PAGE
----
Oxford study finds highest antibody boost for ten-month gap between AstraZeneca dosestext_fields
A study by the University of Oxford published on Monday has revealed that the human body's immune response to the AstraZeneca Covid-19 vaccine is likely to be more effective if the gap between two doses is increased to about 10 months. Additionally, a third shot can push up the antibody levels, even more, said the study conducted on the vaccine now known as Vaxzevria.
Giving a third dose of the jab more than six months after the second dose also leads to a "substantial increase" in antibodies and induces a "strong boost" to subjects' immune response, said the pre-print study, meaning that it has yet to be peer-reviewed.
The lead investigator of the Oxford trial, Andrew Pollard noted that the findings from the study was a reassuring news to countries with lower supplies of the vaccine, who may be concerned about delays in providing second doses to their populations.
"There is an excellent response to a second dose, even after a 10-month delay from the first."
The researchers said the results for a delayed AstraZeneca third dose were positive, particularly as nations with advanced vaccination programmes consider whether third booster shots will be required to prolong immunity.
"It is not known if booster jabs will be needed due to waning immunity or to augment immunity against variants of concern," said the study's lead senior author, Teresa Lambe.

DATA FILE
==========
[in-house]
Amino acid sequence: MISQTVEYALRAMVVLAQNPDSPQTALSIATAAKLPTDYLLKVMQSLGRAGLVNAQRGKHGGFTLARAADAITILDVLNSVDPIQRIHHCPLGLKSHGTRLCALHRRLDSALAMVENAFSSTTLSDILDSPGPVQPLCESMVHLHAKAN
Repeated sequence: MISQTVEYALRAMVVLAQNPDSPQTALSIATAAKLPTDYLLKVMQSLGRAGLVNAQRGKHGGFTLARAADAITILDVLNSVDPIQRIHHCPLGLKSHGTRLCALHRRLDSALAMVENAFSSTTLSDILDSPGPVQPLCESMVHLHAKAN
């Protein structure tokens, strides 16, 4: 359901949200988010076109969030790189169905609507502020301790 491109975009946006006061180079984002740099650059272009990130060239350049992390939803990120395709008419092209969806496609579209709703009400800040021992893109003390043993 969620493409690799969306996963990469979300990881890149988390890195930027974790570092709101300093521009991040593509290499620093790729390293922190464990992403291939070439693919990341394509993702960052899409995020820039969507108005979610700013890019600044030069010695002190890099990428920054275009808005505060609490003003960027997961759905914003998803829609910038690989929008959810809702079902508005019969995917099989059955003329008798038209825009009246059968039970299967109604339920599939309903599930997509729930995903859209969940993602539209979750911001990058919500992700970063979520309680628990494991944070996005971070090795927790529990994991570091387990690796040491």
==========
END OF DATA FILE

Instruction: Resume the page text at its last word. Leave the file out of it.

She explained the research showed the AstraZeneca jab "is well tolerated and significantly boosts the antibody response."
Lambe added results were encouraging "if we find that a third dose is needed".
The development of the jab, which is being administered in 160 countries, has been hailed as a milestone in efforts against the pandemic because of its relatively low cost and ease of transportation.
However, confidence in the jab, as with the vaccine developed by the US firm Johnson & Johnson, has been hampered by concerns over links to very rare but serious blood clots in a handful of cases.
A number of nations have suspended the use of the vaccine as a result or restricted its use by younger groups who are less at risk from Covid.
The Oxford study indicated that side effects from the vaccine in general were "well tolerated" with "lower incidents of side effects after second and third doses than after first doses".